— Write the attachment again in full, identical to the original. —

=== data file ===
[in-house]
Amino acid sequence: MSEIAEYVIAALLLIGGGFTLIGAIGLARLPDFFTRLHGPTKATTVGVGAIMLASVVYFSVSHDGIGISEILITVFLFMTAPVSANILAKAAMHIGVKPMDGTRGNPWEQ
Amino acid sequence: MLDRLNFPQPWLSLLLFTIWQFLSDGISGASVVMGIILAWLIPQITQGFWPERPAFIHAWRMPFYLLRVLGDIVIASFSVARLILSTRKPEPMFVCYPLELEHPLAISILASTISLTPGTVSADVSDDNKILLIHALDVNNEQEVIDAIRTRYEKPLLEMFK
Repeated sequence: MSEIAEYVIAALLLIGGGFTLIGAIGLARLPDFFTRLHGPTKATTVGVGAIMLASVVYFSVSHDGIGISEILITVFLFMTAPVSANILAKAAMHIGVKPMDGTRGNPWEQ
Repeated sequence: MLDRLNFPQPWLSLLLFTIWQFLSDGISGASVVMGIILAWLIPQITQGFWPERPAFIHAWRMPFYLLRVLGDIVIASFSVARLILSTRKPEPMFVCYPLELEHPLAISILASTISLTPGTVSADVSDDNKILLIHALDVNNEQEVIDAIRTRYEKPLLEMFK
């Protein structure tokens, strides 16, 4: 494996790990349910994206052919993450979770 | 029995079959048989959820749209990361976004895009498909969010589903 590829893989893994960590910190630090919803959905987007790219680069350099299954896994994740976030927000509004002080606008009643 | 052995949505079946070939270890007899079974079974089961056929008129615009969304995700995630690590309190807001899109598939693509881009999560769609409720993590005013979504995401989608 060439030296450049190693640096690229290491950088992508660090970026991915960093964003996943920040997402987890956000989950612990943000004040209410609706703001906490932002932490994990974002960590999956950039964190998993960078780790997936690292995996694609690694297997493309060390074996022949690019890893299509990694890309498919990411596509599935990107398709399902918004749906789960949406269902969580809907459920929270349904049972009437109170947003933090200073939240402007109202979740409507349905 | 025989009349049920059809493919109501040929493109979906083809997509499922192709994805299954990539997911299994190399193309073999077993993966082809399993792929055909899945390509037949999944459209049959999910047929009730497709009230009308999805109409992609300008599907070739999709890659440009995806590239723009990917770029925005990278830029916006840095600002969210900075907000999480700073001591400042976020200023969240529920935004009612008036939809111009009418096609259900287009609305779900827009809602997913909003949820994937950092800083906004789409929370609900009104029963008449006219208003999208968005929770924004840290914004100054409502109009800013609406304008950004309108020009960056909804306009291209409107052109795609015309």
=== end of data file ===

[in-house]
Amino acid sequence: MSEIAEYVIAALLLIGGGFTLIGAIGLARLPDFFTRLHGPTKATTVGVGAIMLASVVYFSVSHDGIGISEILITVFLFMTAPVSANILAKAAMHIGVKPMDGTRGNPWEQ
Amino acid sequence: MLDRLNFPQPWLSLLLFTIWQFLSDGISGASVVMGIILAWLIPQITQGFWPERPAFIHAWRMPFYLLRVLGDIVIASFSVARLILSTRKPEPMFVCYPLELEHPLAISILASTISLTPGTVSADVSDDNKILLIHALDVNNEQEVIDAIRTRYEKPLLEMFK
Repeated sequence: MSEIAEYVIAALLLIGGGFTLIGAIGLARLPDFFTRLHGPTKATTVGVGAIMLASVVYFSVSHDGIGISEILITVFLFMTAPVSANILAKAAMHIGVKPMDGTRGNPWEQ
Repeated sequence: MLDRLNFPQPWLSLLLFTIWQFLSDGISGASVVMGIILAWLIPQITQGFWPERPAFIHAWRMPFYLLRVLGDIVIASFSVARLILSTRKPEPMFVCYPLELEHPLAISILASTISLTPGTVSADVSDDNKILLIHALDVNNEQEVIDAIRTRYEKPLLEMFK
């Protein structure tokens, strides 16, 4: 494996790990349910994206052919993450979770 | 029995079959048989959820749209990361976004895009498909969010589903 590829893989893994960590910190630090919803959905987007790219680069350099299954896994994740976030927000509004002080606008009643 | 052995949505079946070939270890007899079974079974089961056929008129615009969304995700995630690590309190807001899109598939693509881009999560769609409720993590005013979504995401989608 060439030296450049190693640096690229290491950088992508660090970026991915960093964003996943920040997402987890956000989950612990943000004040209410609706703001906490932002932490994990974002960590999956950039964190998993960078780790997936690292995996694609690694297997493309060390074996022949690019890893299509990694890309498919990411596509599935990107398709399902918004749906789960949406269902969580809907459920929270349904049972009437109170947003933090200073939240402007109202979740409507349905 | 025989009349049920059809493919109501040929493109979906083809997509499922192709994805299954990539997911299994190399193309073999077993993966082809399993792929055909899945390509037949999944459209049959999910047929009730497709009230009308999805109409992609300008599907070739999709890659440009995806590239723009990917770029925005990278830029916006840095600002969210900075907000999480700073001591400042976020200023969240529920935004009612008036939809111009009418096609259900287009609305779900827009809602997913909003949820994937950092800083906004789409929370609900009104029963008449006219208003999208968005929770924004840290914004100054409502109009800013609406304008950004309108020009960056909804306009291209409107052109795609015309």